What the theories of Fox & Pesetsky (F&P) and Erteschik-Shir (ES) have in common is that they both account for Holmberg’s Generalization (HG) in terms of linearization. That is virtually the only thing they have in common, though, and even that is more a nominal than a substantial resemblance. For one thing, in F&P it is a matter of linearization of VP constituents as part of the narrow-syntactic derivation, in ES a matter of linearization of adverbs in relation to verb and object in a model where phonology / prosody determines word order. They can’t both be right, but they can both be wrong, which, however, we can’t be certain of until the set of hypotheses they propose have been thoroughly investigated and tested.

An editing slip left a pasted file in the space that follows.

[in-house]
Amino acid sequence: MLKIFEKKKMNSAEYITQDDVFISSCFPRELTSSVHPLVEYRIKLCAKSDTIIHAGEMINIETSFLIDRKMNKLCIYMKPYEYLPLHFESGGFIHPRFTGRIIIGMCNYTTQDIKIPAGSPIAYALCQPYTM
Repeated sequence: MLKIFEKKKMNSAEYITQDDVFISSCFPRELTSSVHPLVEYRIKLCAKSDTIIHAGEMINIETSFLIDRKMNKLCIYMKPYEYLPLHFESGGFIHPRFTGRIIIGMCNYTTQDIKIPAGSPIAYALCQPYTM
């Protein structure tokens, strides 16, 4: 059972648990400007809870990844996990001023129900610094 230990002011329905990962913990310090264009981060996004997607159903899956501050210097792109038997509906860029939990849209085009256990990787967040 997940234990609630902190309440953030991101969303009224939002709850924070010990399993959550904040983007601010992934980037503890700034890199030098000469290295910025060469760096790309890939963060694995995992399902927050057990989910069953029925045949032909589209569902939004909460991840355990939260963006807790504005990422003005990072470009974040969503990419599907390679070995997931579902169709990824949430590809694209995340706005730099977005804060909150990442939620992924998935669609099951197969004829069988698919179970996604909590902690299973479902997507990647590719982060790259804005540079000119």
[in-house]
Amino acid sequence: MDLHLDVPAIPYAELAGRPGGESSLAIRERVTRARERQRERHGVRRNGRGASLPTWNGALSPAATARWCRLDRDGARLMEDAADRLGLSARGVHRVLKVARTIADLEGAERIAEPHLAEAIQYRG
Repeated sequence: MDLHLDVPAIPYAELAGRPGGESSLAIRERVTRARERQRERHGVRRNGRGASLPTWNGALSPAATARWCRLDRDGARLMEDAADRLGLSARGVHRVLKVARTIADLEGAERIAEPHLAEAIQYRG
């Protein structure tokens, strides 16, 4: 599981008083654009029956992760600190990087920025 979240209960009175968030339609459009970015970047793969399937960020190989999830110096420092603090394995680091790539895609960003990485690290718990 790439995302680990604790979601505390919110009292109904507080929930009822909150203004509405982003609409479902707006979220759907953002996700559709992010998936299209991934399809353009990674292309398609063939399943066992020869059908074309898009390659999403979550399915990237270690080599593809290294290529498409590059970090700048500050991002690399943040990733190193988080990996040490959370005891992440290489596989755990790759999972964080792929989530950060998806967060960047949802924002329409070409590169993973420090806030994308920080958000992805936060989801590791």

Below I will present some critical remarks on both theories, pointing out some possible false predictions in F&P in section 2, and one or two possible flaws in ES in section 3. In section 4 I will consider how the two theories fare with respect to properties of Object Shift (OS) which they do not themselves take up. In section 5 I will briefly consider the problem of inverted objects.
© Walter de Gruyter